MPs claim 'inflexible approach' over Remploy factories

Remploy CCTV control room workers in wheelchairs, Clydebank, in 2004 The committee argued that the timescale for Remploy Marine bids was inflexible.

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MPs have accused the UK government of taking an "inflexible approach" over the future of Remploy factories.

A report by the Scottish Affairs Committee claimed the Department for Work and Pensions (DWP) had helped only to hamper the prospects, in particular, of Remploy Marine in Fife.

It called on the UK government to instruct Remploy to extend the timescale for bids for the business.

Remploy Marine is among a number of factories which are now up for sale.

The DWP said its priority during the process was to safeguard as many jobs for disabled people as possible.

In December, the government announced plans to cut funding for Remploy following a review of disability employment support.

A total of 36 factories were sold or closed in the first phase of this process, with the remainder being put up for sale.

Bidding process

In calling for an extension to the timescale for bids for Remploy Marine, the committee said the UK government should make "more appropriate transitional arrangements available" and ensure that social enterprises, mutuals and co-operatives were able to participate in the bidding process.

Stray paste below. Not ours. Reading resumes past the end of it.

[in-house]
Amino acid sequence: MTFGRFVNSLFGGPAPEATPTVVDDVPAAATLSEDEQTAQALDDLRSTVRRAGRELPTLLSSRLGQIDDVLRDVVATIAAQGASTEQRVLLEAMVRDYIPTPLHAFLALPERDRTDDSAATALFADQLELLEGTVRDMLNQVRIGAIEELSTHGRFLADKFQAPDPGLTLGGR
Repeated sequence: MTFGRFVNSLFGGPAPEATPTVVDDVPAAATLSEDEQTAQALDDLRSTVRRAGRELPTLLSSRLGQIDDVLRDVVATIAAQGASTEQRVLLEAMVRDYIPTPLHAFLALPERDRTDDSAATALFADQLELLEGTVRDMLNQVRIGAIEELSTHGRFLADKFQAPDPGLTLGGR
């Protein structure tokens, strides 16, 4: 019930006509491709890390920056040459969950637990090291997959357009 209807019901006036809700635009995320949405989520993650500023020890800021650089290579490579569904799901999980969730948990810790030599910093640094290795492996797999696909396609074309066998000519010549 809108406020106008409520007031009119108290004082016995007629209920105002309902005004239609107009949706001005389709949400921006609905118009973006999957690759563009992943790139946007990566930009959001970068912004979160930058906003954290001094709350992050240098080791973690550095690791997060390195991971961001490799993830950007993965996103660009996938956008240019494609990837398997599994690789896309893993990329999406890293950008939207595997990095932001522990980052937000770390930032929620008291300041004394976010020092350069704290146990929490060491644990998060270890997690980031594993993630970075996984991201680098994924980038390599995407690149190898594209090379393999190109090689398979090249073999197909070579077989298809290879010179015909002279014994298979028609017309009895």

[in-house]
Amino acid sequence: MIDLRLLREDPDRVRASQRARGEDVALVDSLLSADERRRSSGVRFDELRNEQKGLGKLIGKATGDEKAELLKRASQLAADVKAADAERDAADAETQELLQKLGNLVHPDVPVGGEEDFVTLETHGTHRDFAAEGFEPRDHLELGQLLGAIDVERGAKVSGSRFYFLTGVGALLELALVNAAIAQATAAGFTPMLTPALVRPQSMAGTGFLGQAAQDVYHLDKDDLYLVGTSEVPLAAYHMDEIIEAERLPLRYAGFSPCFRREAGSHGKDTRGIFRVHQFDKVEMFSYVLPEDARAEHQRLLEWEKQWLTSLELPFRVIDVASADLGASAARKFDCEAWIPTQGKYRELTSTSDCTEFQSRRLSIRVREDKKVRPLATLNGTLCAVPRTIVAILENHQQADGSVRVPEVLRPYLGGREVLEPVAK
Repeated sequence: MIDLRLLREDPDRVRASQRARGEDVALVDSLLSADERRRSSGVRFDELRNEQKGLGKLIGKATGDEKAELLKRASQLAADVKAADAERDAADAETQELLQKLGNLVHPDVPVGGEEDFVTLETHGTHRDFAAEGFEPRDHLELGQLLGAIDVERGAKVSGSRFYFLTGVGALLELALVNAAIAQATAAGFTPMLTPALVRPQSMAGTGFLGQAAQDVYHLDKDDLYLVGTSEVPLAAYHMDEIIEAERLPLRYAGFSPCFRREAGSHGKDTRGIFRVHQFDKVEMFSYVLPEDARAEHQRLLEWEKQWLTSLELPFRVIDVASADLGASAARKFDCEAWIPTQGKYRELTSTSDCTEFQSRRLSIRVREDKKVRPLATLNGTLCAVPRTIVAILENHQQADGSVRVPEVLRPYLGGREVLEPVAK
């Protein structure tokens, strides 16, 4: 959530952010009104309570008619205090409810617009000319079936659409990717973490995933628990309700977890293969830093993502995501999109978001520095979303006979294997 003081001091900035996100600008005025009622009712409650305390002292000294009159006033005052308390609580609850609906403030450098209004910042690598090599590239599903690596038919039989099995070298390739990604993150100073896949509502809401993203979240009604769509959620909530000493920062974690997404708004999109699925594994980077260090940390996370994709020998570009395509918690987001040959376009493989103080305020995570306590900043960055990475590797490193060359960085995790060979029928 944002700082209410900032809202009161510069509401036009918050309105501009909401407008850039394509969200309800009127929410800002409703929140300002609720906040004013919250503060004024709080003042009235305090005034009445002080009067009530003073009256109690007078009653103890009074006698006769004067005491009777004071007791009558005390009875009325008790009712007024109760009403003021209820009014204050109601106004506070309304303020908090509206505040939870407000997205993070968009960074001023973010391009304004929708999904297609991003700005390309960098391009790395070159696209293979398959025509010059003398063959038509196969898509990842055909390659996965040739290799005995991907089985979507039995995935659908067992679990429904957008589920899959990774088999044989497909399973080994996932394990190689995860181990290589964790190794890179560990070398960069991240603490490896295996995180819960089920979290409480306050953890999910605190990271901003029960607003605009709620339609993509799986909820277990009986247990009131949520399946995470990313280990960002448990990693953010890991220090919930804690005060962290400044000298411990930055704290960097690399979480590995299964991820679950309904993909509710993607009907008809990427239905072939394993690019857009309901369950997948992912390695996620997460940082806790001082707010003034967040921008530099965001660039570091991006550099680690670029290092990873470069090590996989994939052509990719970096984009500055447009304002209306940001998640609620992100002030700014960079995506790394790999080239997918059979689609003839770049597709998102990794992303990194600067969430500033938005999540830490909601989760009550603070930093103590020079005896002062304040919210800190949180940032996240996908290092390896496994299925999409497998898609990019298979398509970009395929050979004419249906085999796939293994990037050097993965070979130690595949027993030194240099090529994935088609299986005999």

Start Quote

The government must focus on the social value of maintaining jobs for disabled people”

End Quote Lindsay Roy Labour MP

It also said the government had shown no sign of taking into account the wider social context, arguing it must be included in the assessment of "the value for money" offered by the bids.

Committee member Lindsay Roy, Labour MP for Glenrothes and Central Fife, said: "Remploy was created as a means of finding employment for disabled people.

"While we understand the reasoning behind moving the factories away from public ownership its original mission should be preserved.

"The government must focus on the social value of maintaining jobs for disabled people, and must pay more attention to the wider financial and social costs of the potential closure of such sites."

The MPs also argued that the "one-size-fits-all" approach did not take account of the unique circumstances and potential of Remploy Marine Fife, which produces 30,000 lifejackets a year.

Brown intervention

Former Prime Minister Gordon Brown intervened earlier this year to try to persuade coalition ministers into a rethink on the future of two Fife factories, in Cowdenbeath and Leven.

In February he met the UK Work and Pensions Secretary to argue they had full order books and could be expanded.

The Cowdenbeath and Leven factories employ 64 disabled people and last year lost more than £1m, on a turnover of 900,000, according to the DWP.

The DWP said its priority during the sale process was to safeguard as many jobs for disabled people as possible, including offering a wage subsidy of up to £6,400 for every disabled worker.

A spokesman added: "The deadlines for the commercial process have been set to give employees and the businesses certainty about the future as soon as possible, while ensuring prospective bidders have time to develop credible proposals.

"We are following the advice of an independent review to use the specialist disability employment budget more effectively on successful schemes like Access to Work instead of losing millions of pounds in loss-making segregated factories."

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